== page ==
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St. Thomas Aquinas
Summa Theologica

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  • SECOND PART
    • Aquin.: SMT FS Prologue Para. 1/1 - FIRST PART OF THE SECOND PART (FS) (QQ[1]-114)
      • Aquin.: SMT FS Q[39] Out. Para. 1/1 - OF THE GOODNESS AND MALICE OF SORROW OR PAIN (FOUR ARTICLES)
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Aquin.: SMT FS Q[39] Out. Para. 1/1 - OF THE GOODNESS AND MALICE OF SORROW OR PAIN (FOUR ARTICLES)


We must now consider the goodness and malice of pain or sorrow: under
which head there are four points of inquiry:

(1) Whether all sorrow is evil?

(2) Whether sorrow can be a virtuous good?

(3) Whether it can be a useful good?

(4) Whether bodily pain is the greatest evil?


Aquin.: SMT FS Q[39] A[1] Thes. Para. 1/1

Whether all sorrow is evil?

Aquin.: SMT FS Q[39] A[1] Obj. 1 Para. 1/1

OBJ 1: It would seem that all sorrow is evil. For Gregory of Nyssa
[*Nemesius, De Nat. Hom. xix.] says: "All sorrow is evil, from its very
nature." Now what is naturally evil, is evil always and everywhere.
Therefore, all sorrow is evil.

Aquin.: SMT FS Q[39] A[1] Obj. 2 Para. 1/1

OBJ 2: Further, that which all, even the virtuous, avoid, is evil. But
all avoid sorrow, even the virtuous, since as stated in Ethic. vii, 11,
"though the prudent man does not aim at pleasure, yet he aims at avoiding
sorrow." Therefore sorrow is evil.

Aquin.: SMT FS Q[39] A[1] Obj. 3 Para. 1/1

OBJ 3: Further, just as bodily evil is the object and cause of bodily
pain, so spiritual evil is the object and cause of sorrow in the soul.
But every bodily pain is a bodily evil. Therefore every spiritual sorrow
is an evil of the soul.

Aquin.: SMT FS Q[39] A[1] OTC Para. 1/1

On the contrary, Sorrow for evil is contrary to pleasure in evil. But
pleasure in evil is evil: wherefore in condemnation of certain men, it is
written (Prov. 2:14), that "they were glad when they had done evil."
Therefore sorrow for evil is good.

Aquin.: SMT FS Q[39] A[1] Body Para. 1/1

I answer that, A thing may be good or evil in two ways: first considered
simply and in itself; and thus all sorrow is an evil, because the mere
fact of a man's appetite being uneasy about a present evil, is itself an
evil, because it hinders the response of the appetite in good. Secondly,
a thing is said to be good or evil, on the supposition of something else:
thus shame is said to be good, on the supposition of a shameful deed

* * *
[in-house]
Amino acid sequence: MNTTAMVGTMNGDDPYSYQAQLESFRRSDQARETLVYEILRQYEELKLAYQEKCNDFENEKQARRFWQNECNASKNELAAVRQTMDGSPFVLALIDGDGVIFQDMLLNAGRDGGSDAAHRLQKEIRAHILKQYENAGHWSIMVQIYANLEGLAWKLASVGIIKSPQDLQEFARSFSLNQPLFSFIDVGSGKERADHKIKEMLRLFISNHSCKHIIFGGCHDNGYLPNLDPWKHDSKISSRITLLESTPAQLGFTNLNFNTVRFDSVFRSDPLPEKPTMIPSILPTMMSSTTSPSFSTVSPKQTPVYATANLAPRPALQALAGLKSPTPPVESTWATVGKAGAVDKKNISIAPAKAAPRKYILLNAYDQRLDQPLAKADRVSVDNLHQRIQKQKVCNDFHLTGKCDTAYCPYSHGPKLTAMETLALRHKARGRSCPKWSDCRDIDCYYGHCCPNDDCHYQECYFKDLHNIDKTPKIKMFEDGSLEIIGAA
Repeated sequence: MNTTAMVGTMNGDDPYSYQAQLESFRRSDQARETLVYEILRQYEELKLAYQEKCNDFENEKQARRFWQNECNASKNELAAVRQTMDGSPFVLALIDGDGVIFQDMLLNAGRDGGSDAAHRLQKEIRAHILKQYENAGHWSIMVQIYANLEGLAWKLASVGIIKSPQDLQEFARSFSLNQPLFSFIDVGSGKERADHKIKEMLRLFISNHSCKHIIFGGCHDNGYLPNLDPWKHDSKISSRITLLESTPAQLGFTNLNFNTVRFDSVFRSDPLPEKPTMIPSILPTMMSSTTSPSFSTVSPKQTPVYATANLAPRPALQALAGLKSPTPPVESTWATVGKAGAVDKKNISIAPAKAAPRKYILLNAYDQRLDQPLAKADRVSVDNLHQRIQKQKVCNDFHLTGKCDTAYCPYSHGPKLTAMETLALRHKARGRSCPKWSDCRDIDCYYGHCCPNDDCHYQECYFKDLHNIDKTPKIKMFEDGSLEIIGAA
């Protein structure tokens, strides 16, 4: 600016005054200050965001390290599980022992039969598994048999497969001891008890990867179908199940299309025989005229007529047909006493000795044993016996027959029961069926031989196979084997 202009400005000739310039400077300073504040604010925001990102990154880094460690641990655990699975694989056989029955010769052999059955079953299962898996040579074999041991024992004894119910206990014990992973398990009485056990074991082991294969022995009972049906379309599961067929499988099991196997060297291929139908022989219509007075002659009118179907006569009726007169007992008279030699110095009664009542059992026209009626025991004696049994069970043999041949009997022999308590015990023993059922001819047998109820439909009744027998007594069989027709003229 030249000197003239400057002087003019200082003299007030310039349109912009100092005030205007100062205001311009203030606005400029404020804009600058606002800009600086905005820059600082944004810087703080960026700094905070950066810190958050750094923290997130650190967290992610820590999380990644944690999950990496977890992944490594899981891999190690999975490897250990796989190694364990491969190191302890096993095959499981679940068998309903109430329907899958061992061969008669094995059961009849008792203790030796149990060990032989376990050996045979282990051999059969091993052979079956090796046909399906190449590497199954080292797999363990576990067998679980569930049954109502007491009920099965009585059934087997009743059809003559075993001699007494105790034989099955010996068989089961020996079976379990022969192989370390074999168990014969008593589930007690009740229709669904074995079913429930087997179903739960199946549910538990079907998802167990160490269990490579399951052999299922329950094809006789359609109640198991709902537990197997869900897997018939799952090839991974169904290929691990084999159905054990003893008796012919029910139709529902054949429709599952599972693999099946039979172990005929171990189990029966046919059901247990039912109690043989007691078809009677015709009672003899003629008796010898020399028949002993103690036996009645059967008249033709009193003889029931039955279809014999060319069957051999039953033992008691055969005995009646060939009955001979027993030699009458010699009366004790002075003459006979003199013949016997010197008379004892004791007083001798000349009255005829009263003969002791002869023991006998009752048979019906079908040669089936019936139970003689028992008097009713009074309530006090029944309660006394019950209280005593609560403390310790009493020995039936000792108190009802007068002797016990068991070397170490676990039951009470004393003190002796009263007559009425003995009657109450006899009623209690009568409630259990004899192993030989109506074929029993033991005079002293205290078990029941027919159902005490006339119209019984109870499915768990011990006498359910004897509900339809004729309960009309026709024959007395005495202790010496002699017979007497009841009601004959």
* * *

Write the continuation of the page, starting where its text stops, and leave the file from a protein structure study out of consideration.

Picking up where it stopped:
done, as stated in Ethic. iv, 9. Accordingly, supposing the presence of
something saddening or painful, it is a sign of goodness if a man is in
sorrow or pain on account of this present evil. For if he were not to be
in sorrow or pain, this could only be either because he feels it not, or
because he does not reckon it as something unbecoming, both of which are
manifest evils. Consequently it is a condition of goodness, that,
supposing an evil to be present, sorrow or pain should ensue. Wherefore
Augustine says (Gen. ad lit. viii, 14): "It is also a good thing that he
sorrows for the good he has lost: for had not some good remained in his
nature, he could not be punished by the loss of good." Because, however,
in the science of Morals, we consider things individually - for actions
are concerned about individuals - that which is good on some supposition,
should be considered as good: just as that which is voluntary on some
supposition, is judged to be voluntary, as stated in Ethic. iii, 1, and
likewise above (Q[6], A[6]).

Aquin.: SMT FS Q[39] A[1] R.O. 1 Para. 1/2

Reply OBJ 1: Gregory of Nyssa [*Nemesius] is speaking of sorrow on the
part of the evil that causes it, but not on the part of the subject that
feels and rejects the evil. And from this point of view, all shun sorrow,
inasmuch as they shun evil: but they do not shun the perception and
rejection of evil. The same also applies to bodily pain: because the
perception and rejection of bodily evil is the proof of the goodness of
nature.

Aquin.: SMT FS Q[39] A[1] R.O. 1 Para. 2/2

This suffices for the Replies to the Second and Third Objections.

(tm)Aquin.: SMT FS Q[39] A[2] Thes. Para. 1/1

Whether sorrow can be a virtuous good?

Aquin.: SMT FS Q[39] A[2] Obj. 1 Para. 1/1

OBJ 1: It would seem that sorrow is not a virtuous good. For that which
leads to hell is not a virtuous good. But, as Augustine says (Gen. ad
lit. xii, 33), "Jacob seems to have feared lest he should be troubled
overmuch by sorrow, and so, instead of entering into the rest of the
blessed, be consigned to the hell of sinners." Therefore sorrow is not a
virtuous good.

Aquin.: SMT FS Q[39] A[2] Obj. 2 Para. 1/1

OBJ 2: Further, the virtuous good is praiseworthy and meritorious. But
sorrow lessens praise or merit: for the Apostle says (2 Cor. 9:7):
"Everyone, as he hath determined in his heart, not with sadness, or of
necessity." Therefore sorrow is not a virtuous good.

Aquin.: SMT FS Q[39] A[2] Obj. 3 Para. 1/1

OBJ 3: Further, as Augustine says (De Civ. Dei xiv, 15), "sorrow is